Depression is associated with low levels of 25-hydroxyvitamin D among Jordanian adults: results from a national population survey.
Eur Arch Psychiatry Clin Neurosci. 2012 Jun;262(4):321-7. (online first - Oct 2011)
Jaddou HY, Batieha AM, Khader YS, Kanaan SH, El-Khateeb MS, Ajlouni KM.
Department of Community Medicine, Faculty of Medicine, Jordan University of Science and Technology, Irbid, Jordan, jaddou at just.edu.jo.
Although low serum 25-hydroxyvitamin D (25(OH)D) and elevated serum parathyroid hormone (PTH) have been associated with depression in clinical settings, this link in community-dwelling individuals is inconclusive. The present study aimed at examining the association between serum 25(OH)D and PTH levels and the presence of depression in a national population-based household sample of 4,002 Jordanian participants aged ?25 years. The DASS21 depression scale was used to screen for depression, and serum concentrations of 25(OH)D and PTH were measured by radioimmunoassay. Multiple logistic regression models were used to explore the association between serum 25(OH)D and PTH levels and depression. The unadjusted odds ratio (OR) decreased linearly with increasing quartiles of serum 25(OH)D (P (trend) = 0.00). The OR for having depression was significantly higher among individuals in the first and second quartiles (OR = 1.4, 1.23, respectively) than among those in the fourth quartile (P values = 0.00 and 0.03, respectively). This relationship remained significant after adjusting for age, sex, marital status, education, BMI, serum creatinine, number of chronic diseases (OR = 1.39 and 1.21 and P values = 0.00 and 0.05, respectively) and after further adjustment for exercise, altitude, and smoking (OR = 1.48 and 1.24, respectively, and P values = 0.00 and 0.03, respectively). No significant association was found between serum PTH levels and depression.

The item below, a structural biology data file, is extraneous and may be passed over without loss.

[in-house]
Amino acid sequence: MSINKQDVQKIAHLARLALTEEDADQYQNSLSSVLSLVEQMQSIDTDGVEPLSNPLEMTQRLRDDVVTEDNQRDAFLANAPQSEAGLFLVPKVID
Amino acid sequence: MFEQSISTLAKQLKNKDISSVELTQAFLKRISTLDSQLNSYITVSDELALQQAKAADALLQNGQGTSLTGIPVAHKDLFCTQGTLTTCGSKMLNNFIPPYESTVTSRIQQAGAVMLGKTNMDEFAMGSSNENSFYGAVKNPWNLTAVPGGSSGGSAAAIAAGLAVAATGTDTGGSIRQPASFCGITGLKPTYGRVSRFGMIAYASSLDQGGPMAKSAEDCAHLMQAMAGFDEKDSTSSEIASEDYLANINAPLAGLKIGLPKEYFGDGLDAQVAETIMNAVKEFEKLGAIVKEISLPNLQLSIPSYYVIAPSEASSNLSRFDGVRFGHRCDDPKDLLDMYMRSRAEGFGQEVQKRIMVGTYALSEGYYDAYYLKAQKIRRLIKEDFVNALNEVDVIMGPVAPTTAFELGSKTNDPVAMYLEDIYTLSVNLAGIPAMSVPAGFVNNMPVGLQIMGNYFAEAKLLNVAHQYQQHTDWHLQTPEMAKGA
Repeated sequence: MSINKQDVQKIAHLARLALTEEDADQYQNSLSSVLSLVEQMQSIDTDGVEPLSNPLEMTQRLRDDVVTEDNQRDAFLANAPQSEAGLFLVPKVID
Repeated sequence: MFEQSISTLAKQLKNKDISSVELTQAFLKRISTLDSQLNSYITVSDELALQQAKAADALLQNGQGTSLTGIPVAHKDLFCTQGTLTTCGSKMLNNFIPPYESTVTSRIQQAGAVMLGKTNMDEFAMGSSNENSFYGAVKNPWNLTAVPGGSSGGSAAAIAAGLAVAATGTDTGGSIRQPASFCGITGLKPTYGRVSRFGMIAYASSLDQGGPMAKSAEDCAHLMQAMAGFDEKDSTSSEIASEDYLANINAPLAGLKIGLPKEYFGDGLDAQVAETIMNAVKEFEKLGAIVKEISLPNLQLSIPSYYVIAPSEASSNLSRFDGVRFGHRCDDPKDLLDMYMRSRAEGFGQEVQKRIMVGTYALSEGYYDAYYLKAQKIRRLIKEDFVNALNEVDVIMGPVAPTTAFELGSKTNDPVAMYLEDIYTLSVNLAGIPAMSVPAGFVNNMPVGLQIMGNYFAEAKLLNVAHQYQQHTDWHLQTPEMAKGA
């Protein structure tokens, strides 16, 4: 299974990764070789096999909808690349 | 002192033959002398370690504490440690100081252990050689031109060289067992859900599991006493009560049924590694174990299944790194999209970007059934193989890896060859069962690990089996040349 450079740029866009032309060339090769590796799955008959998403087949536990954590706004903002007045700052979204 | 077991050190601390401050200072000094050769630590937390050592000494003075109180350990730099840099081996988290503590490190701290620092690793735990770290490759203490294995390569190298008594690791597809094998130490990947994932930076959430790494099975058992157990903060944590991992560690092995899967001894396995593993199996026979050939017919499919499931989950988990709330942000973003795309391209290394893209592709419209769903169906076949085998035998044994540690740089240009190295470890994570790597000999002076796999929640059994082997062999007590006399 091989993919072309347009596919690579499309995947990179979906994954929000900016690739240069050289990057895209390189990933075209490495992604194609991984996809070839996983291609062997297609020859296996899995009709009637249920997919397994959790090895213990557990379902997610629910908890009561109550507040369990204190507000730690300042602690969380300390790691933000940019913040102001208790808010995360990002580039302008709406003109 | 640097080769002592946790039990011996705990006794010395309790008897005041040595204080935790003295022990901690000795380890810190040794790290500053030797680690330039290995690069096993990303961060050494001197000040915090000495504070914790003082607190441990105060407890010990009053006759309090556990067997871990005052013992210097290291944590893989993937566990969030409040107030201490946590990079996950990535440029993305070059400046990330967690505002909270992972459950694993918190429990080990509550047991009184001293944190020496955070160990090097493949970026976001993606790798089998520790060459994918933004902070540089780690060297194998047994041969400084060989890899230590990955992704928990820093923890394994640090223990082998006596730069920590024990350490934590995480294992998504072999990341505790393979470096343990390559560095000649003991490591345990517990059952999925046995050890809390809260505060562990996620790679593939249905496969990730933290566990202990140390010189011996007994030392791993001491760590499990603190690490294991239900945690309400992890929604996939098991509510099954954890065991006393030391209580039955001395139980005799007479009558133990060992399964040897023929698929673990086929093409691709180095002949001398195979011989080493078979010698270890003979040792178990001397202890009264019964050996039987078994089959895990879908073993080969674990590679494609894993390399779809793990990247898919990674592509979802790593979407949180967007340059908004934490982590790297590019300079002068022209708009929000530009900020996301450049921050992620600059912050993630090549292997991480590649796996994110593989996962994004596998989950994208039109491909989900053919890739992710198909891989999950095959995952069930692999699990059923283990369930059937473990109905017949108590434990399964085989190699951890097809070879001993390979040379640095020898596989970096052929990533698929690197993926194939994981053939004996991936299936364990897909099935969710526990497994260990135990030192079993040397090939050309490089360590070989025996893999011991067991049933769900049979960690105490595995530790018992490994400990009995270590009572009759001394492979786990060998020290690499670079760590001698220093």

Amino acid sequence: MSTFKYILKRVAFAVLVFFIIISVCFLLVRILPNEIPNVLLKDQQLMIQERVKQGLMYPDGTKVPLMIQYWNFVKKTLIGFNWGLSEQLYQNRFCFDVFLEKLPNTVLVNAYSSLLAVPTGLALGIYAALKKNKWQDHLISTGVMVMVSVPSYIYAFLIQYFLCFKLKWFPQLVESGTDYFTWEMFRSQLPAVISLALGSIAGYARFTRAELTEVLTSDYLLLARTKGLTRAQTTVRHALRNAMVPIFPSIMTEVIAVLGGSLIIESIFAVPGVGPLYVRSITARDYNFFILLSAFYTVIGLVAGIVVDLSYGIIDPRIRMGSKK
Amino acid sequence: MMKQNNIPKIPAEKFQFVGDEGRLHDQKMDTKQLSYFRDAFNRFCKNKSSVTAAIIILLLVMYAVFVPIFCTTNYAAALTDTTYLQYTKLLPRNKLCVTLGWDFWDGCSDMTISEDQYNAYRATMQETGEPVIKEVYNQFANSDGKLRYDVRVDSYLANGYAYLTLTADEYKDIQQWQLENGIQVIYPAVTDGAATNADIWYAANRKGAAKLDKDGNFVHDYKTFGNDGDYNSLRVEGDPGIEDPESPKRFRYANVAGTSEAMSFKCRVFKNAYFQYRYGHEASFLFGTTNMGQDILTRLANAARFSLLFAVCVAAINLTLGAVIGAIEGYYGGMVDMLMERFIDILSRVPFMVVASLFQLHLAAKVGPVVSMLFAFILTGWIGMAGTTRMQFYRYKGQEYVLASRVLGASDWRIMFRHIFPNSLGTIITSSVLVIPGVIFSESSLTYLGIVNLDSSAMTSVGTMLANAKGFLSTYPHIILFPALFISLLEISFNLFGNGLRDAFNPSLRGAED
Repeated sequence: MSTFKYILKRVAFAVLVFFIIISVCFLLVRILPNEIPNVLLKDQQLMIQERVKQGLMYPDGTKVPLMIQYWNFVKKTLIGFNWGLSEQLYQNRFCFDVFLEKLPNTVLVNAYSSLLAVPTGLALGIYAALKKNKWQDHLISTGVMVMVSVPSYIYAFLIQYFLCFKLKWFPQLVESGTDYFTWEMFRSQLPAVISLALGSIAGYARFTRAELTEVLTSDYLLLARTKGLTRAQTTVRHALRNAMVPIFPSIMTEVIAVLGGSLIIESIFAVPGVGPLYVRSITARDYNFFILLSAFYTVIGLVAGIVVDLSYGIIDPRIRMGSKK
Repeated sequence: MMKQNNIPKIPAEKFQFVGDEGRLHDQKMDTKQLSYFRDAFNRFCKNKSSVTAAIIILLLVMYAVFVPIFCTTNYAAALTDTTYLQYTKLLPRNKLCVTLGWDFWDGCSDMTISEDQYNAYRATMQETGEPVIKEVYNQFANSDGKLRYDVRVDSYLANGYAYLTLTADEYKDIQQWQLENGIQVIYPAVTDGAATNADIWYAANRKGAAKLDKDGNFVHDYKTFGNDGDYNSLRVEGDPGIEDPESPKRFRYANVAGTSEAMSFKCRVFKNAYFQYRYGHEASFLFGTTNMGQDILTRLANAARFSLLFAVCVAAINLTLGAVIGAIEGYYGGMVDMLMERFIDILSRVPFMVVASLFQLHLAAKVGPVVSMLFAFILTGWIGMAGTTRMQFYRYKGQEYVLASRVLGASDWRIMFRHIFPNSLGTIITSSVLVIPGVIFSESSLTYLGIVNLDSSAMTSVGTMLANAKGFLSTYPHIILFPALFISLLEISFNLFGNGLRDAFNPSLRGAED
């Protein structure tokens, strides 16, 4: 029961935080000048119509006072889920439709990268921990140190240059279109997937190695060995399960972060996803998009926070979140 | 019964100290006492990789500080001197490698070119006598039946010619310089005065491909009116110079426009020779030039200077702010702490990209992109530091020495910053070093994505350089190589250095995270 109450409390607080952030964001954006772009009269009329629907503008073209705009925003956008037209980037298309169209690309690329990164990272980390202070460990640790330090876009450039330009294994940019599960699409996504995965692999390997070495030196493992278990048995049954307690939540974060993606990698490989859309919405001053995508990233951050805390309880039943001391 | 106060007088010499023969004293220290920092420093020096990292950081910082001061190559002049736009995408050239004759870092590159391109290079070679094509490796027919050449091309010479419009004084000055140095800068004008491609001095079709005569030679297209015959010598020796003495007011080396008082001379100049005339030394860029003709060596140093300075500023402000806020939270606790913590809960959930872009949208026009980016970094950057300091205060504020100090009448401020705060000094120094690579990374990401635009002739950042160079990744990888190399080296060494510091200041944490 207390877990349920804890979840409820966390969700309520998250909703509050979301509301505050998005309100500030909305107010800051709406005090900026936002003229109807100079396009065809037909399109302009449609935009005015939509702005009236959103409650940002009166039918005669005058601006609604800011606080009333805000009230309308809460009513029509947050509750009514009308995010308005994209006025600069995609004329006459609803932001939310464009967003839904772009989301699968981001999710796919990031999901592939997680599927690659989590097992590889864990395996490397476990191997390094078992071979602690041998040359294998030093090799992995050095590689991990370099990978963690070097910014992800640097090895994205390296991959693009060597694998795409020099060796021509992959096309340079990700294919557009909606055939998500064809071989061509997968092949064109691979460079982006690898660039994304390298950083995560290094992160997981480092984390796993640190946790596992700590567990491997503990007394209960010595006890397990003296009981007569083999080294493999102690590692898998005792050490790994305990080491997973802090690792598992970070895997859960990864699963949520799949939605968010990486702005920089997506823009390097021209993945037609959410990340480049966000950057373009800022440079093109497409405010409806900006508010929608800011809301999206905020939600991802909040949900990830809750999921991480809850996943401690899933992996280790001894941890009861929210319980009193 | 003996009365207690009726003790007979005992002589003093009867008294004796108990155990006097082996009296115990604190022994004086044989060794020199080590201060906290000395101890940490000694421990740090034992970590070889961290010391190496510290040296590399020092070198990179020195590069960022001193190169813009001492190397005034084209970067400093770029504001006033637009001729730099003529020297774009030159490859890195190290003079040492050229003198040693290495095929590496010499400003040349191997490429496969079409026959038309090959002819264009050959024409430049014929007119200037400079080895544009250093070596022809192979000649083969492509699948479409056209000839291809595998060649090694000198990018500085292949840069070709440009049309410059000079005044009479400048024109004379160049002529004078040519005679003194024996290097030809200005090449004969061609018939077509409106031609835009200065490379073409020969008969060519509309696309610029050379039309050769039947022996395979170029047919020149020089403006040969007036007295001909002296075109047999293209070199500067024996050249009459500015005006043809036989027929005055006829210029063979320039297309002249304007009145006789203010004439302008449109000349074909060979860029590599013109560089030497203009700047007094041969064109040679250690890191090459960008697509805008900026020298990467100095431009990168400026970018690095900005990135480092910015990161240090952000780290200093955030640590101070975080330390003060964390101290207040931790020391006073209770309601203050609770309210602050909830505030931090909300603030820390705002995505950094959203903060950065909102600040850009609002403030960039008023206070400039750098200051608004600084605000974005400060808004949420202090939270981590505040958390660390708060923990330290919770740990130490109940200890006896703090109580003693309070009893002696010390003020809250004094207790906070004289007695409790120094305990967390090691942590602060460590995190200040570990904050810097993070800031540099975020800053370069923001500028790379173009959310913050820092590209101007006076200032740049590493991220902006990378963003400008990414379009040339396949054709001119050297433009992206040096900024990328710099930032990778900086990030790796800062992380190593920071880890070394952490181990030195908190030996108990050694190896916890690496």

The decrease in risk of depression among participants started to be significant with serum 25(OH) D levels higher than 42.3 ng/ml (lower limit of the range of the third quartile). This value may help pinpoint the desirable level of serum 25(OH)D to be attained to help aid the prevention and treatment of depression.
The author agrees (Oct 2011) that this suggests that there should be little depression when vitamin D level > 43 ng
- All items in category Winter Blues/Depression and Vitamin D
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- Depressed people had less than 10 ng of vitamin D – July 2010
- Teens no longer depressed after vitamin D raised to 36 ng – Feb 2012
- High levels of vitamin D associated with somewhat less depression – Mayo Nov 2011Depression 40 percent more likely if low vitamin D – Oct 2011
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